Federal budget | Six billion for essential housing infrastructure, Trudeau promises

(Ottawa) The Trudeau government intends to loosen the purse strings again in its next budget in order to stimulate the construction of new housing.

To this end, he plans to launch a new fund with an envelope of six billion dollars which will be used to build and upgrade essential housing infrastructure such as drinking water supply, wastewater treatment plants, rainwater drainage systems and solid waste management.

Prime Minister Justin Trudeau announced the details of this measure during a press conference in Halifax with federal Housing Minister Sean Fraser.

Starting this year, the sum of one billion dollars from the Canada Housing Infrastructure Fund will be made available to municipalities to respond to the most urgent infrastructure needs that are hampering housing construction.

The rest of the envelope (five billion dollars) will be the subject of negotiations between Ottawa and the provinces and territories aimed at establishing their long-term priorities. But the provinces and territories will not be able to receive a penny from this fund if they do not commit to taking measures deemed essential to accelerate the construction of housing.

Among other conditions, provinces will have to require municipalities to authorize the construction of more intermediate housing, such as duplexes, triplexes, townhouses and other residential buildings on their territory.

Among others, provinces will have to adopt changes to the National Building Code to support more affordable and environmentally friendly housing options. It will also be necessary to use the housing design catalog that the federal government will make public shortly.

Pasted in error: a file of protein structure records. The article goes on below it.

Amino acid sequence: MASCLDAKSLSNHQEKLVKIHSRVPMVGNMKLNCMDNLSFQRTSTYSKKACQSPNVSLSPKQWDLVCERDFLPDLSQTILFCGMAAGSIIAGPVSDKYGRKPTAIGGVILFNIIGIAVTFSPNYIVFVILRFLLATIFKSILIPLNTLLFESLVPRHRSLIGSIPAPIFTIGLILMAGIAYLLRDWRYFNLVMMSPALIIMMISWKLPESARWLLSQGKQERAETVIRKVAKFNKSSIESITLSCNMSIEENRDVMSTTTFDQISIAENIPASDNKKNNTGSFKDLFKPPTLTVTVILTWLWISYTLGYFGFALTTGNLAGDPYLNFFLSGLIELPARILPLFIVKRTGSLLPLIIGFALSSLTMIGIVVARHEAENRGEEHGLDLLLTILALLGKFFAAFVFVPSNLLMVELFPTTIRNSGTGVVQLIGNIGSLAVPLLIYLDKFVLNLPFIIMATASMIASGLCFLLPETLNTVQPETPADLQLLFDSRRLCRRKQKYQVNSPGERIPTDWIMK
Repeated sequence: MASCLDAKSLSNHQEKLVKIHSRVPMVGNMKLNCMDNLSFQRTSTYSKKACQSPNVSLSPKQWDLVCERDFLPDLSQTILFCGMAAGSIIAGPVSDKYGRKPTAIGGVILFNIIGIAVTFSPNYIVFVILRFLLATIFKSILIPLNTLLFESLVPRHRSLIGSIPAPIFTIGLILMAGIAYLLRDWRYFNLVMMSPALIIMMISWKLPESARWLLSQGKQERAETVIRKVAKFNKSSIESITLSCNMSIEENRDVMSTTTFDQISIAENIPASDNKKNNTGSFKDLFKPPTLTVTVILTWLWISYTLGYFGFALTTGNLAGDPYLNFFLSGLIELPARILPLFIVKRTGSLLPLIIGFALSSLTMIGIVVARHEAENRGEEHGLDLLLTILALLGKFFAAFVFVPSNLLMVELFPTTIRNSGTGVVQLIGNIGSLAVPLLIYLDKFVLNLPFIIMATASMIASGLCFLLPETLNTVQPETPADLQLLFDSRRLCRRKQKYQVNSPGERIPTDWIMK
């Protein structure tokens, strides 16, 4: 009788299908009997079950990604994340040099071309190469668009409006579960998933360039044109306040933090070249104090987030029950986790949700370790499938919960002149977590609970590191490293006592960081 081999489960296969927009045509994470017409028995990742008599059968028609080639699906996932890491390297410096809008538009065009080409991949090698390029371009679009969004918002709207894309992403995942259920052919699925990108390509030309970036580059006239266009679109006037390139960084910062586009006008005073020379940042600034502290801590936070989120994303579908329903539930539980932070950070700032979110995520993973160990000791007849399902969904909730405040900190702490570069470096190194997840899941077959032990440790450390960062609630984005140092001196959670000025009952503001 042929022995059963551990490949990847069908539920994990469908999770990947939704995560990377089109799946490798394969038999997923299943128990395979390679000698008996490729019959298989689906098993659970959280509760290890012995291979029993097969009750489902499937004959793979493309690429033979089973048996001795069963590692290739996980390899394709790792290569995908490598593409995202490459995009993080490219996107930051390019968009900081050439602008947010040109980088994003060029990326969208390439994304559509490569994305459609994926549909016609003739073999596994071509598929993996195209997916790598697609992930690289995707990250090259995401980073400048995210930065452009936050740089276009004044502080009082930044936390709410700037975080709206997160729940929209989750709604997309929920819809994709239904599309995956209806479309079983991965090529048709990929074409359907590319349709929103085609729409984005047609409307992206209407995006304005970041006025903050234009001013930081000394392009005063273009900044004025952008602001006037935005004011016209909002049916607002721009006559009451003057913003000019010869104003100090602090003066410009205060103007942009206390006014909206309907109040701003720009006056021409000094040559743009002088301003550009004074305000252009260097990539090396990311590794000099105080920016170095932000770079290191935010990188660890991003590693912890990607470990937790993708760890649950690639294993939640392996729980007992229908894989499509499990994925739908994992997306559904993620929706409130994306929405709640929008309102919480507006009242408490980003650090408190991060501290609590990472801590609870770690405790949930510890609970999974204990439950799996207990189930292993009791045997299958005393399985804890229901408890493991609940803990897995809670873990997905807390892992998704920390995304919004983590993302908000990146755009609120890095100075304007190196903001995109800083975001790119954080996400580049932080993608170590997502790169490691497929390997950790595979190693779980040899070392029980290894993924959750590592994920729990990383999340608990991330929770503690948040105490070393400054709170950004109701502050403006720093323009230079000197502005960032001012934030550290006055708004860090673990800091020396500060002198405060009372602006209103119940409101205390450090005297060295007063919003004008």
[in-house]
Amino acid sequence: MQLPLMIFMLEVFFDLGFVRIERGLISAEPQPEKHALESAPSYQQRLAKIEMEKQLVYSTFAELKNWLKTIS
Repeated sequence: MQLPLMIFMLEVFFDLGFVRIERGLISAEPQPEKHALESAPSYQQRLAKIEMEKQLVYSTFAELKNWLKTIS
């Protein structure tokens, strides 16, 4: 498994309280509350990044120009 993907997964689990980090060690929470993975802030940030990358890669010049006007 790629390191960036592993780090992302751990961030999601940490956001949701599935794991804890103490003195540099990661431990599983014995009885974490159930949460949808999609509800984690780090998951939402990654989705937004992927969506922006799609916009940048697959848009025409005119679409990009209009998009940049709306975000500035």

Finally, the provinces and territories will have to implement the measures of the buyers’ charter of rights and the tenants’ charter of rights.

Ottawa plans to set a tight deadline for reaching an agreement with the provinces, no later than 1er January 2025. In the case of the territories, the deadline was set for 1er April 2025.

The Trudeau government rejects the idea of ​​granting a right of withdrawal with full compensation, as is often the practice in the case of Quebec which vigorously defends its areas of jurisdiction. In fact, if a province or territory does not sign an agreement by the scheduled deadline, the funds allocated to it will be transferred to the municipal component.

“We need more affordable housing and the infrastructure that supports that housing. That’s why Budget 2024 provides for the construction of more infrastructure and more housing as well as support so that even more Canadians can find a place to call home. We have a fair vision, that of ensuring that communities have the safe, quality housing they need to prosper,” said Justin Trudeau.

reference: www.lapresse.ca

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